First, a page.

Then Kennedy and I retraced our steps down the road, across by the crossroad, and at last back to the mysterious house.
To all appearance there had been no need of such excessive caution. Not a sound or motion greeted us as we entered the gate and made our way around to the rear of the house. The very isolation of the house was now our protection, for we had no inquisitive neighbors to watch us for the instant when Kennedy, with the dexterity of a yeggman, inserted his knife between the sashes of the kitchen window and turned the catch which admitted us.
We made our way on cautious tiptoe through a dining room to a living room, and, finding nothing, proceeded upstairs. There was not a soul, apparently, in the house, nor in fact anything to indicate that it was different from most small suburban homes, until at last we mounted to the attic.
It was finished off in one large room across the back of the house and two in front. As we opened the door to the larger room, we could only gaze about in surprise. This was the rendezvous, the arsenal, literary, explosive and toxicological of the “Group.” Ranged on a table were all the materials for bomb-making, while in a cabinet I fancied there were poisons enough to decimate a city.
On the walls were pictures, mostly newspaper prints, of the assassins of McKinley, of King Humbert, of the King of Greece, of King Carlos and others, interspersed with portraits of anarchist and anti-militarist leaders of all lands.
Kennedy sniffed. Over all I, too, could catch the faint odor of stale tobacco. No time was to be lost, however, and while Craig set to work rapidly going through the contents of a desk in the corner, I glanced over the contents of a drawer of a heavy mission table.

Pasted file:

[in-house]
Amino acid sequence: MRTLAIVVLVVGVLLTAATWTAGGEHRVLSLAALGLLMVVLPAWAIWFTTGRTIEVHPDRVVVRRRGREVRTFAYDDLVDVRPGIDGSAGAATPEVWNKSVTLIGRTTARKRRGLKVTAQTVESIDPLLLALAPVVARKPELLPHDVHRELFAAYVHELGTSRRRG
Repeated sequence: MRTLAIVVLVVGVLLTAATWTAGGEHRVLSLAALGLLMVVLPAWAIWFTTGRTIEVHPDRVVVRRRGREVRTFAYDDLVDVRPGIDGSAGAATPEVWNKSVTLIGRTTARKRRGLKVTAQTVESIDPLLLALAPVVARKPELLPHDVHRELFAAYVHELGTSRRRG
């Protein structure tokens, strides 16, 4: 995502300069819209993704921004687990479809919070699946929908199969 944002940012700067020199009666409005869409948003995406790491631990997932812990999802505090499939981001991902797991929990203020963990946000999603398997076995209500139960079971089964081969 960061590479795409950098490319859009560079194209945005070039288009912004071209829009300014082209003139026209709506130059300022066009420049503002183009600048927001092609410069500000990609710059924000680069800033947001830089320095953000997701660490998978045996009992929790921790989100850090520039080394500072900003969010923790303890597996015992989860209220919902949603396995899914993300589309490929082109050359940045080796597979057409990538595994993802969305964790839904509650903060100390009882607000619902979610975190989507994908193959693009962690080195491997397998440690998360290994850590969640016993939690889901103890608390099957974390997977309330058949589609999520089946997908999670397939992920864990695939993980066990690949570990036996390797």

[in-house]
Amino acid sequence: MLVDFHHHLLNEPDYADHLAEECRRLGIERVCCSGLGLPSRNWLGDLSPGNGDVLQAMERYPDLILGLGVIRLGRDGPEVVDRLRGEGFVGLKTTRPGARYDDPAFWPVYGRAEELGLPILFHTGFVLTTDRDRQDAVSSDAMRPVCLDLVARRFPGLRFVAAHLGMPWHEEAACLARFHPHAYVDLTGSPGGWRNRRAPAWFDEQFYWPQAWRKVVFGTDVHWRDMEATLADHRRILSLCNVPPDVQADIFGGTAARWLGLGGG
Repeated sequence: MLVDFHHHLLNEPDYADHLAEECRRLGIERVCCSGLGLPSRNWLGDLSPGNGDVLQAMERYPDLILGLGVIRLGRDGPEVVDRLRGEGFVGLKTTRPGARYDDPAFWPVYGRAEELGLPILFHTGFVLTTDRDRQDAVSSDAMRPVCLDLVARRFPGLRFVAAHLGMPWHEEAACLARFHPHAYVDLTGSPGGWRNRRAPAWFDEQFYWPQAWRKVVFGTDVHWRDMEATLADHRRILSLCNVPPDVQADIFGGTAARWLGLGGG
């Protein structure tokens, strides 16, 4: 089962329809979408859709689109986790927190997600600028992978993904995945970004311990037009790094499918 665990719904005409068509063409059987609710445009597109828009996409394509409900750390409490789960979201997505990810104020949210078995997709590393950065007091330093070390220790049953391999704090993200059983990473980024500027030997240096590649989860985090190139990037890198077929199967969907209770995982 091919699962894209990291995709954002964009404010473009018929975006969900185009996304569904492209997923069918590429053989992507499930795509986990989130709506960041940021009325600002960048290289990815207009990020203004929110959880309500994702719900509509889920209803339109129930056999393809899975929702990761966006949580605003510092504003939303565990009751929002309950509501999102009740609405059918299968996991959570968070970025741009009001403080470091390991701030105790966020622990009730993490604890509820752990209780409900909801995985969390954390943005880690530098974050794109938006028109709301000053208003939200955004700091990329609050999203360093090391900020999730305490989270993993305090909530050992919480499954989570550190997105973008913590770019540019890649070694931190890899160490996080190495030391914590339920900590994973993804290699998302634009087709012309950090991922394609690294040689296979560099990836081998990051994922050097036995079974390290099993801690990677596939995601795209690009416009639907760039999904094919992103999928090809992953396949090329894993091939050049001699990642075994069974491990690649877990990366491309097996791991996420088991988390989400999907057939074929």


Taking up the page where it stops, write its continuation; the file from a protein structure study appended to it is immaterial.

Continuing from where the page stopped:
“Here’s some of Annenberg’s literature,” I remarked, coming across a small pile of manuscript, entitled “The Human Slaughter House.”
“Read it,” panted Kennedy, seeing that I had about completed my part of the job. “It may give a clue.”
Hastily I scanned the mad, frantic indictment of war, while Craig continued in his search:
“I see wild beasts all around me, distorted unnaturally, in a life and death struggle, with bloodshot eyes, with foaming, gnashing mouths. They attack and kill one another and try to mangle each other. I leap to my feet. I race out into the night and tread on quaking flesh, step on hard heads, and stumble over weapons and helmets. Something is clutching at my feet like hands, so that I race away like a hunted deer with the hounds at his heels—and ever over more bodies—breathless... out of one field into another. Horror is crooning over my head. Horror is crooning beneath my feet. And nothing but dying, mangled flesh!
“Of a sudden I see nothing but blood before me. The heavens have opened and the red blood pours in through the windows. Blood wells up on an altar. The walls run blood from the ceiling to the floor and... a giant of blood stands before me. His beard and his hair drip blood. He seats himself on the altar and laughs from thick lips. The black executioner raises his sword and whirls it above my head. Another moment and my head will roll down on the floor. Another moment and the red jet will spurt from my neck.